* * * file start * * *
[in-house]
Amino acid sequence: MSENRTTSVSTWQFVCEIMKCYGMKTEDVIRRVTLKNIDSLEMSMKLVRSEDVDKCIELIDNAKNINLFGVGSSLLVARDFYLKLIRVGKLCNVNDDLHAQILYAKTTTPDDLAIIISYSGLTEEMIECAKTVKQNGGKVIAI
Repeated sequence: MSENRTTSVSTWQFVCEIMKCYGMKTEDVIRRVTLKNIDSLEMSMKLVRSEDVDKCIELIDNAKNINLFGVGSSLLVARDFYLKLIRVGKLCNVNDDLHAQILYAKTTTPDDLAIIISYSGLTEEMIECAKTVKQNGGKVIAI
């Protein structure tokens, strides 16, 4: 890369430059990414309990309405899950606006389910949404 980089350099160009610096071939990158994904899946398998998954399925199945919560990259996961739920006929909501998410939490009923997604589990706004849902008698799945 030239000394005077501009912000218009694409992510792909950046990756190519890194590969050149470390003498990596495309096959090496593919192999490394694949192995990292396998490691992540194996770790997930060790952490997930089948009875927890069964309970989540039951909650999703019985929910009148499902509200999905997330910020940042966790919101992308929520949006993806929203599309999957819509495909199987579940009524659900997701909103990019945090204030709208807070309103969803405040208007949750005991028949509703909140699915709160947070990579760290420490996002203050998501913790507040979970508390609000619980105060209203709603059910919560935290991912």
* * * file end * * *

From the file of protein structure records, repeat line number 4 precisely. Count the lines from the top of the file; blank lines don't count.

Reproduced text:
């Protein structure tokens, strides 16, 4: 890369430059990414309990309405899950606006389910949404 980089350099160009610096071939990158994904899946398998998954399925199945919560990259996961739920006929909501998410939490009923997604589990706004849902008698799945 030239000394005077501009912000218009694409992510792909950046990756190519890194590969050149470390003498990596495309096959090496593919192999490394694949192995990292396998490691992540194996770790997930060790952490997930089948009875927890069964309970989540039951909650999703019985929910009148499902509200999905997330910020940042966790919101992308929520949006993806929203599309999957819509495909199987579940009524659900997701909103990019945090204030709208807070309103969803405040208007949750005991028949509703909140699915709160947070990579760290420490996002203050998501913790507040979970508390609000619980105060209203709603059910919560935290991912």